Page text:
By Lucia Mutikani
(Reuters) - Growth in the U.S. services sector braked in December and new orders for manufactured goods fell for a fourth straight month in November, signs the economy lost some momentum in the fourth quarter.
But with domestic demand picking up, against the backdrop of lower gasoline prices and firming wage growth, any slowdown in economic growth is likely to be temporary.
"The economy hardly ended the year with a bang, but only because the recent pace was not sustainable. It is easing only modestly," said Joel Naroff, chief economist at Naroff Economic Advisors in Holland, Pennsylvania.
The Institute for Supply Management said on Tuesday its services index fell to 56.2 last month, the lowest reading since June, from 59.3 in November, which had left it just shy of revisiting its post-recession highs.
It was held back as growth across all categories moderated, with some respondents saying a labor dispute at the nation's West Coast ports was causing delays, which required the rerouting of goods to ports on the East Coast.
Respondents were upbeat on prospects for 2015. Wall Street had expected the index to only decline to 58 in December.
The data helped to push U.S. stocks lower. Prices for U.S. government debt rose, while the dollar fell marginally against a basket of currencies.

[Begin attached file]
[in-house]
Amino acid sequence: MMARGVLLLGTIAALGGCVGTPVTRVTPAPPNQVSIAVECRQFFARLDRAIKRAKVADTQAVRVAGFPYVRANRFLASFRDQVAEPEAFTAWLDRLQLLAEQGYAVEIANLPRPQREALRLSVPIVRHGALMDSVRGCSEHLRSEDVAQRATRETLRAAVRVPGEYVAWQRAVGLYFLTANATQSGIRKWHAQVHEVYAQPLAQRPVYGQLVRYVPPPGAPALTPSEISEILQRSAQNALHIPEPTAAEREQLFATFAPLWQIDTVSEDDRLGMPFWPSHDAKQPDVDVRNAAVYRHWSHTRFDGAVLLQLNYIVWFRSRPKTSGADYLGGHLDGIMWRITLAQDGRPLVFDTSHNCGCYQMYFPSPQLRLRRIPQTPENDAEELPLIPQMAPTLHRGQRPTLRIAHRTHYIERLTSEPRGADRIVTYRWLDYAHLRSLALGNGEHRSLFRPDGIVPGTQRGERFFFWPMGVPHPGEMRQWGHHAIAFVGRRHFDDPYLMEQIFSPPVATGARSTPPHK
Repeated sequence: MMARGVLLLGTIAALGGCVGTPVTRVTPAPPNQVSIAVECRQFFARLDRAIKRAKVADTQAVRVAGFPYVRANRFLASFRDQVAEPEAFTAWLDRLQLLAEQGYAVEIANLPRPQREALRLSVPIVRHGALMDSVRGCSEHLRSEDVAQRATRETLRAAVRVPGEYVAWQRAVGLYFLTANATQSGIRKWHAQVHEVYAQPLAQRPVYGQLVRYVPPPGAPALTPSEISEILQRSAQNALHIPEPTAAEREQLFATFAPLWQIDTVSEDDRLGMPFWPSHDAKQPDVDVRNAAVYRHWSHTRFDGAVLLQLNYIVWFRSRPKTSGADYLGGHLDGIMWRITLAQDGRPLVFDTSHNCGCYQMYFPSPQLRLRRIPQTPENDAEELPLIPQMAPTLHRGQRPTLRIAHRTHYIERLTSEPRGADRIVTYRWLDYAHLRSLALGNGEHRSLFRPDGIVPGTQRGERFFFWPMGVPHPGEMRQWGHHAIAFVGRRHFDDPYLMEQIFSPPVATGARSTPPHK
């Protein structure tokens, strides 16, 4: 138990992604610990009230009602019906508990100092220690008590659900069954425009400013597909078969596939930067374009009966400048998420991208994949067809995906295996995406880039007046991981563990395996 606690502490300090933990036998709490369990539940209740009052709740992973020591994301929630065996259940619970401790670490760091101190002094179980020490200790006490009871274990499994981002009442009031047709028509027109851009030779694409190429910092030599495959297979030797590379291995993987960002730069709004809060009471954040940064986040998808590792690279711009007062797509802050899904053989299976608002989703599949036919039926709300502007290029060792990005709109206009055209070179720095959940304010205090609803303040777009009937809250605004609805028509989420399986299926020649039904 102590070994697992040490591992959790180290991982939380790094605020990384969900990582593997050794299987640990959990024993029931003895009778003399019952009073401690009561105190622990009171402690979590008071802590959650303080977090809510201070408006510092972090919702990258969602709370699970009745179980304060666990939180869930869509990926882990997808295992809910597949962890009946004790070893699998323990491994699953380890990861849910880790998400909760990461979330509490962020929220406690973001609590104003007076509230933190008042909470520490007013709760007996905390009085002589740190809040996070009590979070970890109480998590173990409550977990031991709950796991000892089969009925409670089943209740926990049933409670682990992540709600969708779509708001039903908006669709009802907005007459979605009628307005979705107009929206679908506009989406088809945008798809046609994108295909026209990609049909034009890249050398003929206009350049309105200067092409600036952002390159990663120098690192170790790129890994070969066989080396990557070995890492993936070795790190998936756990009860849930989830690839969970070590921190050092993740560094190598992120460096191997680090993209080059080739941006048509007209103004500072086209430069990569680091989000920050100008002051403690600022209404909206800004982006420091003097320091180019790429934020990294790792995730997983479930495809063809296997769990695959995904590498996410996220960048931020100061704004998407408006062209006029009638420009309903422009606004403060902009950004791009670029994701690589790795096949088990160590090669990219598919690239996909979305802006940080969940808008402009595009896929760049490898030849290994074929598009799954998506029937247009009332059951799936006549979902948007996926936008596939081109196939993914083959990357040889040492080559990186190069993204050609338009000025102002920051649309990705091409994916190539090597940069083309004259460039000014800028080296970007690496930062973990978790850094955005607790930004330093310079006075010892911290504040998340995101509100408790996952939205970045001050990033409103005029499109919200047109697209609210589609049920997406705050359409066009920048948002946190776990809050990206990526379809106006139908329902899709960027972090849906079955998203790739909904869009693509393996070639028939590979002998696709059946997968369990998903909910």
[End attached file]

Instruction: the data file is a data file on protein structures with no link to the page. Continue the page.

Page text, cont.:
"The December reading represents a settling back to more sustainable levels, rather than a sign that the economy is beginning to buckle," said Michelle Girard, chief economist at RBS in Stamford, Connecticut.
In a separate report, the Commerce Department said new orders for factory goods fell 0.7 percent in November as demand fell almost broadly. Orders had dropped by a similar margin in October.
It revised down November orders for non-defense capital goods excluding aircraft - seen as a measure of business confidence and spending plans - to show a 0.5 percent decline instead of being flat as it reported last month.
Shipments of these so-called core capital goods, which go into the calculation of gross domestic product were revised down to show a 0.2 percent drop instead of a 0.2 percent rise. The report also showed inventories at factories barely rising for a second straight month in November.
The weak core capital goods shipments and stock accumulation prompted Barclays and forecasting firm Macroeconomic Advisers to trim their fourth-quarter GDP estimate by one-tenth of a percentage point to a 2.7 percent annual rate.
The economy grew at a 5 percent rate the third quarter, the quickest pace in 11 years. The anticipated pullback in the final three months of 2014 reflects slowing growth in China and the euro zone, as well as a recession in Japan, which are crimping demand for U.S. goods.
While factory activity after the third quarter's robust performance cooled, underlying strength remains. Unfilled factory orders rose 0.4 percent in November. Order backlogs have increased in 19 of the last 20 months.
(Reporting by Lucia Mutikani; Additional reporting by David Gaffen in New York; Editing by Andrea Ricci)
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